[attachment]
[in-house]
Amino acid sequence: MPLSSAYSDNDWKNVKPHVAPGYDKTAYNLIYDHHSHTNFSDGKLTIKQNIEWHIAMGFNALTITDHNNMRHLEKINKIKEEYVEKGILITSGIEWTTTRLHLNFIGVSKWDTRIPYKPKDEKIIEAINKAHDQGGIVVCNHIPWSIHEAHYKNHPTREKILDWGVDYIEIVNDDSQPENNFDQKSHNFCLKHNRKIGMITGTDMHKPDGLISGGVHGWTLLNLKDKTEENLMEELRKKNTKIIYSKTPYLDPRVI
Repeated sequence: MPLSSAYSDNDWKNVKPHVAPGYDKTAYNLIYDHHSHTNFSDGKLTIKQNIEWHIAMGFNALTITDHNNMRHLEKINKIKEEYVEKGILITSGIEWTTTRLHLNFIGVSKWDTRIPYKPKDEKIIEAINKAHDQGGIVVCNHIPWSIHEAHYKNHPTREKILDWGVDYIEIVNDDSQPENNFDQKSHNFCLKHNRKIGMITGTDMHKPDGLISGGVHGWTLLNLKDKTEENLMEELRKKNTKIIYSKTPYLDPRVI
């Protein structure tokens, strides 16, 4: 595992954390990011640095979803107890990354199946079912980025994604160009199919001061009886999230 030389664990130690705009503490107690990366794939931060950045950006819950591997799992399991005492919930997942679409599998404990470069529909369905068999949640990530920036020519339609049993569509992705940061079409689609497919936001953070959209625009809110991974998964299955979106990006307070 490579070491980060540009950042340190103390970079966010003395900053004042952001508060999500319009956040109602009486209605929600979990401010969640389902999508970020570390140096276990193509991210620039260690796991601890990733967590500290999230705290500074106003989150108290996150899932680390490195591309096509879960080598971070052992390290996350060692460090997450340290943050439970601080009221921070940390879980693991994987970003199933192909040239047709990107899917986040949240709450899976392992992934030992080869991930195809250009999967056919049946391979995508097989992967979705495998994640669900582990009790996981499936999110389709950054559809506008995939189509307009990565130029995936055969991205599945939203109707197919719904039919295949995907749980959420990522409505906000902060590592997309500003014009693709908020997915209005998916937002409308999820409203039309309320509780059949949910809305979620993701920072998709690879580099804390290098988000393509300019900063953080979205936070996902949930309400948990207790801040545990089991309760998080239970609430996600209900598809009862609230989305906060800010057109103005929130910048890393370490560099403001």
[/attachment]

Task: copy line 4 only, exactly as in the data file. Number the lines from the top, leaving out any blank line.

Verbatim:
């Protein structure tokens, strides 16, 4: 595992954390990011640095979803107890990354199946079912980025994604160009199919001061009886999230 030389664990130690705009503490107690990366794939931060950045950006819950591997799992399991005492919930997942679409599998404990470069529909369905068999949640990530920036020519339609049993569509992705940061079409689609497919936001953070959209625009809110991974998964299955979106990006307070 490579070491980060540009950042340190103390970079966010003395900053004042952001508060999500319009956040109602009486209605929600979990401010969640389902999508970020570390140096276990193509991210620039260690796991601890990733967590500290999230705290500074106003989150108290996150899932680390490195591309096509879960080598971070052992390290996350060692460090997450340290943050439970601080009221921070940390879980693991994987970003199933192909040239047709990107899917986040949240709450899976392992992934030992080869991930195809250009999967056919049946391979995508097989992967979705495998994640669900582990009790996981499936999110389709950054559809506008995939189509307009990565130029995936055969991205599945939203109707197919719904039919295949995907749980959420990522409505906000902060590592997309500003014009693709908020997915209005998916937002409308999820409203039309309320509780059949949910809305979620993701920072998709690879580099804390290098988000393509300019900063953080979205936070996902949930309400948990207790801040545990089991309760998080239970609430996600209900598809009862609230989305906060800010057109103005929130910048890393370490560099403001």